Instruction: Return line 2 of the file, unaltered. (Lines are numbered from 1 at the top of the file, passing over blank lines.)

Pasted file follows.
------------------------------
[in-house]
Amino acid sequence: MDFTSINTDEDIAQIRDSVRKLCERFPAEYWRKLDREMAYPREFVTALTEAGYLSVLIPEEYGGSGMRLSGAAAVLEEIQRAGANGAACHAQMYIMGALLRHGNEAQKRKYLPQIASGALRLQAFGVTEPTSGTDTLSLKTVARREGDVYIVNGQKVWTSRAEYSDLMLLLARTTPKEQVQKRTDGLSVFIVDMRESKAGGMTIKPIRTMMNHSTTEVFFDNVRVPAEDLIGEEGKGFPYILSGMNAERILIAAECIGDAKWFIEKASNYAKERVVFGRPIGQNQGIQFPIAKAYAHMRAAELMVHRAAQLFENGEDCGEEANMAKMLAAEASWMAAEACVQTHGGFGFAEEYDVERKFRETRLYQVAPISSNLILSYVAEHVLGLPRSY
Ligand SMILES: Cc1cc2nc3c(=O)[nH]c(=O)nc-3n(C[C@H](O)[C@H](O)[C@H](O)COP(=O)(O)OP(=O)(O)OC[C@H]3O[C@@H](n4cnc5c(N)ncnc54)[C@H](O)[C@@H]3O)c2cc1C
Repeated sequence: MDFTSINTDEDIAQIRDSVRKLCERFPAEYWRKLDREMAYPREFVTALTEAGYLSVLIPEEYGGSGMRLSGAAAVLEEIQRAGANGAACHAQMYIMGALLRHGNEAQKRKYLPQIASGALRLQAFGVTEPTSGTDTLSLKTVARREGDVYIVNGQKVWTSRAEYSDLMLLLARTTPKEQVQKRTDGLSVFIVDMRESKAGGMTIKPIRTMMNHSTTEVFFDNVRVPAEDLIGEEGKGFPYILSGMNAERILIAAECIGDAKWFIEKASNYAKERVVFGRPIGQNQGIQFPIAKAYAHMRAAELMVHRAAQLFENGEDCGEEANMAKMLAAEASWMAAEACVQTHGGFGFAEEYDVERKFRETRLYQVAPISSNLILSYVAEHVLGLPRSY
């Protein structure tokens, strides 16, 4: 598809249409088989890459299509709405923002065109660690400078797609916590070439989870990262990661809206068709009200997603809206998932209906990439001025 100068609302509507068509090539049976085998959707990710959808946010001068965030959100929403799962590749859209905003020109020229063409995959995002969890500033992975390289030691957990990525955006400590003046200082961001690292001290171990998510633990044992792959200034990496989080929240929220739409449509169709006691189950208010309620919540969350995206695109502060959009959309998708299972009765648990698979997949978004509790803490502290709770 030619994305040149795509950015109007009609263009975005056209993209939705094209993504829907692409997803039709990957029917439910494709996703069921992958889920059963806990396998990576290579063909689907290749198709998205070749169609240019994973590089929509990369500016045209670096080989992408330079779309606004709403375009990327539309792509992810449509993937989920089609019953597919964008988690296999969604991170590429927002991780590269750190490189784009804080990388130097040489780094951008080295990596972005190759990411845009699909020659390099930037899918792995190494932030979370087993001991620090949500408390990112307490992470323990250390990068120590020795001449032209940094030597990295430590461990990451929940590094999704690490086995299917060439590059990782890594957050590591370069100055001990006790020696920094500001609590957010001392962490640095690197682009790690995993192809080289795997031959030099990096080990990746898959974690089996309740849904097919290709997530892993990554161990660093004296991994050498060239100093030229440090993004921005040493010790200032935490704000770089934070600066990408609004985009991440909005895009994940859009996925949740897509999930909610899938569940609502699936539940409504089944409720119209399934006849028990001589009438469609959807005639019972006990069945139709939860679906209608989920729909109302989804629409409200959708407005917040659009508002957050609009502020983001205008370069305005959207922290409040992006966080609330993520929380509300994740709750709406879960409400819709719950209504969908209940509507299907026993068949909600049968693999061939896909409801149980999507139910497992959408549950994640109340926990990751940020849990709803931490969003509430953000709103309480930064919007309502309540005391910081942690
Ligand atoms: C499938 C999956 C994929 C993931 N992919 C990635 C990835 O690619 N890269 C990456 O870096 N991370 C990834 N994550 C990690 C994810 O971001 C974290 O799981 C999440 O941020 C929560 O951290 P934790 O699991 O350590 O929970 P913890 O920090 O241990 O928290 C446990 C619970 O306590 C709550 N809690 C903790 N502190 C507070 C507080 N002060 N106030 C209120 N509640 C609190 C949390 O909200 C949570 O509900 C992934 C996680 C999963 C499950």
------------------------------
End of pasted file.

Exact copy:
Amino acid sequence: MDFTSINTDEDIAQIRDSVRKLCERFPAEYWRKLDREMAYPREFVTALTEAGYLSVLIPEEYGGSGMRLSGAAAVLEEIQRAGANGAACHAQMYIMGALLRHGNEAQKRKYLPQIASGALRLQAFGVTEPTSGTDTLSLKTVARREGDVYIVNGQKVWTSRAEYSDLMLLLARTTPKEQVQKRTDGLSVFIVDMRESKAGGMTIKPIRTMMNHSTTEVFFDNVRVPAEDLIGEEGKGFPYILSGMNAERILIAAECIGDAKWFIEKASNYAKERVVFGRPIGQNQGIQFPIAKAYAHMRAAELMVHRAAQLFENGEDCGEEANMAKMLAAEASWMAAEACVQTHGGFGFAEEYDVERKFRETRLYQVAPISSNLILSYVAEHVLGLPRSY